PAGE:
Non-Surgical Treatment options for Radial Dysplasia (radial club hand, radial longitudinal deficiency) in Children

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Contact the Hand and Orthopedic Upper Extremity Program

  • 1-617-355-6021
  • International: +01-617-355-5209
  • Locations

At Boston Children's Hospital, experts in our Orthopedic Center's Hand and Orthopedic Upper Extremity Program and our Plastic Surgery Department's Hand and Microsurgery Reconstructive Program provide comprehensive care — including evaluation, diagnosis, consultation, surgery, non-surgical therapies and follow-up care.

Goals of treatment

•   correct the radial deviation of the wrist
•   balance the wrist on the forearm
•   maintain wrist and finger mobility
•   maximize hand function
•   preserve forearm growth
•   improve appearance

Exercises and splinting

During infancy, the goal of treatment is to allow your child's wrist to extend and her elbow to move into a normal position. Your child's doctor will guide you in performing stretching exercises for your child's wrist and elbow at home to help accomplish this goal. More severe cases may require casting or splinting to gradually stretch the contracted soft tissues.

Once passive motion (motion guided by a helper) is achieved, your baby will likely need to wear a splint during the night throughout her infancy and during periods of rapid growth. Even if your child needs surgery, keep in mind that the range-of-motion exercises are extremely important.

Any improvement in range of motion achieved through exercise will make subsequent surgery more effective and perhaps less complex.

Should my child have surgery for radial dysplasia?

Treatment for radial dysplasia can be complex. Surgical treatment is usually needed to any correct deviation of the wrist that persists after stretching and splinting. But doctors also must weigh the decision to perform surgery against any other problems that your child may be experiencing due to other associated deformities or syndromes, including those of the:

•   heart (such as Holt-Oram syndrome, also called hand-heart syndrome)
•   kidneys, spinal column and/or digestive system (such as VACTERL syndrome)
•   blood cells (such as Fanconi anemia)

Also, if your child cannot flex her elbow, a bent wrist and short forearm can sometimes be an advantage, enabling your child to do things such as feed herself.

Learn more about the surgical treatment options for radial dysplasia.

Coping and support

At Boston Children's Hospital, we understand that a hospital visit can be difficult, and sometimes overwhelming. So, we offer many amenities to make your child's—and your own—hospital experience as pleasant as possible. Visit The Center for Families for all you need to know about:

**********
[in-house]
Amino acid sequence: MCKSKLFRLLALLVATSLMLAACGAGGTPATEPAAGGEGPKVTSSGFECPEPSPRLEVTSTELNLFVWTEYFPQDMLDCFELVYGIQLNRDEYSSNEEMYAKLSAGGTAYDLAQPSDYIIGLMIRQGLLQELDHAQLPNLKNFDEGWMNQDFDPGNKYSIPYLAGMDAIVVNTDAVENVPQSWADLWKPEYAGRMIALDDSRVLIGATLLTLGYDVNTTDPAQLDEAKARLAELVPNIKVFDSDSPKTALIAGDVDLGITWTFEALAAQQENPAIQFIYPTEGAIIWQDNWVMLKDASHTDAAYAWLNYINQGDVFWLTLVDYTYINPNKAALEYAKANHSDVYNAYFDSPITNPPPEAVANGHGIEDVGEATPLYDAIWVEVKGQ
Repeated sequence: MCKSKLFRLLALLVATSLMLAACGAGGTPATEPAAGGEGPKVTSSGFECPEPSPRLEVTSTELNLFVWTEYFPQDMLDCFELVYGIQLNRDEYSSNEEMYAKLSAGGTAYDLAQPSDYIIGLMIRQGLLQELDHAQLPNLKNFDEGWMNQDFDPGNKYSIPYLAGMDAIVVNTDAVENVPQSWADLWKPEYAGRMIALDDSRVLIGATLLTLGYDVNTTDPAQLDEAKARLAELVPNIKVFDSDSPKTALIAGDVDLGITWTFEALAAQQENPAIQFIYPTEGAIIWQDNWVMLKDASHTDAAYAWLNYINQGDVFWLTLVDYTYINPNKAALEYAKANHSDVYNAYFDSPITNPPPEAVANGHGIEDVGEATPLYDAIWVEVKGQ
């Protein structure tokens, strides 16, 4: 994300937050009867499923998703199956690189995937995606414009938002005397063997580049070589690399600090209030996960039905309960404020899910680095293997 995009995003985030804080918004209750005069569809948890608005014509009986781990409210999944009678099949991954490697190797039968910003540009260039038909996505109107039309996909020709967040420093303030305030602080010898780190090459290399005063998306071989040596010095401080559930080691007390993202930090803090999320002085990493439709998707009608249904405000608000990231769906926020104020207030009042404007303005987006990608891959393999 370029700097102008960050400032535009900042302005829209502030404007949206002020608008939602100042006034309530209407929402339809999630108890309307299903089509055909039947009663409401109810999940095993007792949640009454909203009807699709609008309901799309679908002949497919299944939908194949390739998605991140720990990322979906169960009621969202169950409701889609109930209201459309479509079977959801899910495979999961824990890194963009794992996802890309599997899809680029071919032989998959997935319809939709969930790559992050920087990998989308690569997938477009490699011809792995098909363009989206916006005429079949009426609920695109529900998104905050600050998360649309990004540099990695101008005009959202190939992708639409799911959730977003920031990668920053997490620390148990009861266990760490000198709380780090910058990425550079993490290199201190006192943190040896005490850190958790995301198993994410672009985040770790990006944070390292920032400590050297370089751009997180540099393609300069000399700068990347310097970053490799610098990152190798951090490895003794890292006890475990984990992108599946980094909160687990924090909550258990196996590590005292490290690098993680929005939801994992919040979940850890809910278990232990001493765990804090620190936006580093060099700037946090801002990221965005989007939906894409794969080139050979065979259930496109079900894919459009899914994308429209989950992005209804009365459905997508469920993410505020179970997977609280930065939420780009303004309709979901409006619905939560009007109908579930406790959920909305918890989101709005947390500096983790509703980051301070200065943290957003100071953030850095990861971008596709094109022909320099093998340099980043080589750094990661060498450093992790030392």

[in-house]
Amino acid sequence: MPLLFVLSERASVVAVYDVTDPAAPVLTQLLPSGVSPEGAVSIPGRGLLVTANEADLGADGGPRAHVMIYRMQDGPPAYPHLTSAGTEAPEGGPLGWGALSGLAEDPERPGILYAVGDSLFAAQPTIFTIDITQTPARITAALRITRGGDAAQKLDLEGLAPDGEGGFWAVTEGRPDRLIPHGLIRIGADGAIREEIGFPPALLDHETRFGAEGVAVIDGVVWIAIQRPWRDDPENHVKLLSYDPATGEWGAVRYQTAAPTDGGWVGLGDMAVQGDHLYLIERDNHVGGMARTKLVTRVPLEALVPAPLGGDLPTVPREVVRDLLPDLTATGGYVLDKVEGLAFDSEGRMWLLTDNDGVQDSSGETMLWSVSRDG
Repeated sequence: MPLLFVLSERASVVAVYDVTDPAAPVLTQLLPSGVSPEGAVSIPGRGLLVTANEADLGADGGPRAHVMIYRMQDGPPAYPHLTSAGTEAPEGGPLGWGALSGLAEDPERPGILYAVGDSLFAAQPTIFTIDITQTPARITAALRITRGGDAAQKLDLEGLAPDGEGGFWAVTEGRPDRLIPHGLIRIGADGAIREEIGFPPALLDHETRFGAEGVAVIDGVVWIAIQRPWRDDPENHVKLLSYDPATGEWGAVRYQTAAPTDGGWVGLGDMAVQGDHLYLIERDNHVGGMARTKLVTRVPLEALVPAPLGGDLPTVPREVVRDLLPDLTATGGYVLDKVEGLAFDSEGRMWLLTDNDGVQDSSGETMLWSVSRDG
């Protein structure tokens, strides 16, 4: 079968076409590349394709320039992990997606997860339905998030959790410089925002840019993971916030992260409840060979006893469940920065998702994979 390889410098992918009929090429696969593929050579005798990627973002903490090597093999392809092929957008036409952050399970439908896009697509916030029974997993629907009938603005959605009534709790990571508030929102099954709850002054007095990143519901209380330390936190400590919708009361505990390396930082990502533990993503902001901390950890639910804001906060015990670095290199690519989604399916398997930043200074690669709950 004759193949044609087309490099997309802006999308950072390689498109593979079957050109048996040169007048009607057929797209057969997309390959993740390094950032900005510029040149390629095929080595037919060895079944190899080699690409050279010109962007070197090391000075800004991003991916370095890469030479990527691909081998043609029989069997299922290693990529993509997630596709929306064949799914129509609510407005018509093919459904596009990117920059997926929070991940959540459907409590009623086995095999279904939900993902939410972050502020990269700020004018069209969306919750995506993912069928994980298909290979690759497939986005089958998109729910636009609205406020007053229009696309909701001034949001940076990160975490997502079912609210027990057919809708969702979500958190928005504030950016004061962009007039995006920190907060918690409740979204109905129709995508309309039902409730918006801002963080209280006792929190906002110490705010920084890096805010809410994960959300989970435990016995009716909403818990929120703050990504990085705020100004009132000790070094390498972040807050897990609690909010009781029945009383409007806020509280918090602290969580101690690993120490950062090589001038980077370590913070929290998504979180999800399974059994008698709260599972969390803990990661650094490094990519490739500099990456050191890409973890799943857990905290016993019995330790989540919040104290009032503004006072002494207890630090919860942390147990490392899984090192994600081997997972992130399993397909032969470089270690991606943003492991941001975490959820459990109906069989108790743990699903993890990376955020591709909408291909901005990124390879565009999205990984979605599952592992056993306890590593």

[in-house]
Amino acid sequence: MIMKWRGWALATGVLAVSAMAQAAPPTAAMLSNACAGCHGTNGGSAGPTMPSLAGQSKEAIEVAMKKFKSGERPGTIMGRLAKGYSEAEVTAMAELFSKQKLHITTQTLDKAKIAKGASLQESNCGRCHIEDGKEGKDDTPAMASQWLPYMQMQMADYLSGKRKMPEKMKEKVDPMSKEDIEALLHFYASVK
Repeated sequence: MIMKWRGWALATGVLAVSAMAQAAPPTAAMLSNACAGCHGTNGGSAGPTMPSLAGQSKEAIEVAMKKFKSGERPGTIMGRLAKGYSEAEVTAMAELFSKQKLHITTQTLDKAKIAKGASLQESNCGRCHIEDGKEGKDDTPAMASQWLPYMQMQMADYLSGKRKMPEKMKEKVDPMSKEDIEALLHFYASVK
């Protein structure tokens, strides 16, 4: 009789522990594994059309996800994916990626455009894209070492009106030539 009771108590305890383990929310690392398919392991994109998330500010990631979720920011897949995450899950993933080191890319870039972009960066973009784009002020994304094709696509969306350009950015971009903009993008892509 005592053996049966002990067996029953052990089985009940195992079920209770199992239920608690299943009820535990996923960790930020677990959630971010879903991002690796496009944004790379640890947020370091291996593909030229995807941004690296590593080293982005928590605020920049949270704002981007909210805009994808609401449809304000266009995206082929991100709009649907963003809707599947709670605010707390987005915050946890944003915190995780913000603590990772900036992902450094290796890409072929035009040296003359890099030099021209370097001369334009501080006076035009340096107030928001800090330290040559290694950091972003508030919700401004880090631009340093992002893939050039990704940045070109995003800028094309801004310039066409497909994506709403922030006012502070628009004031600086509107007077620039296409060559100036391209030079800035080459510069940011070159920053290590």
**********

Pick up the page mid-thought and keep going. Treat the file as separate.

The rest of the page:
•   getting to Boston Children's
•   accommodations
•   navigating the hospital experience
•   resources that are available for your family

In particular, we understand that you may have a lot of questions when your child is diagnosed with radial dysplasia. Will this affect my child long term? Will she be able to enjoy regular activities? Children's can connect you with extensive resources to help you and your family through this stressful time, including:

•   patient education: From doctor's appointments to physical therapy and recovery, our nurses and physical
    therapists will be on hand to walk you through your child's treatment and help answer any questions you may
    have—Why will my child need surgery? Are there non-surgical options? How long will her recovery take? How
    should we manage home exercises and physical therapy?
We'll help you coordinate and continue the care and
    support your child received while at Children's.
•   parent-to-parent: Want to talk with someone whose child has been treated for radial dysplasia? We can often
    put you in touch with other families who've been through the same process that you and your child are facing,
    and who will share their experiences.
•   faith-based support: If you're in need of spiritual support, we'll connect you with the Children's chaplaincy.
    Our program includes nearly a dozen clergy— representing Protestant, Jewish, Muslim, Roman Catholic and
    other faith traditions—who will listen to you, pray with you and help you observe your own faith practices
    during your hospital experience.
•   social work: Our social workers and mental health clinicians have helped many families in your situation.
    We can offer counseling and assistance with issues such as coping with your child's diagnosis, stresses
    relating to coping with illness and dealing with financial difficulties.

 

We are grateful to have been ranked #1 on U.S. News & World Report's list of the best children's hospitals in the nation for the third year in a row, an honor we could not have achieved without the patients and families who inspire us to do our very best for them. Thanks to you, Boston Children's is a place where we can write the greatest children's stories ever told.”
- Sandra L. Fenwick, President and CEO

Boston Children's Hospital 300 Longwood Avenue, Boston, MA 02115 617-355-6000 | 800-355-7944

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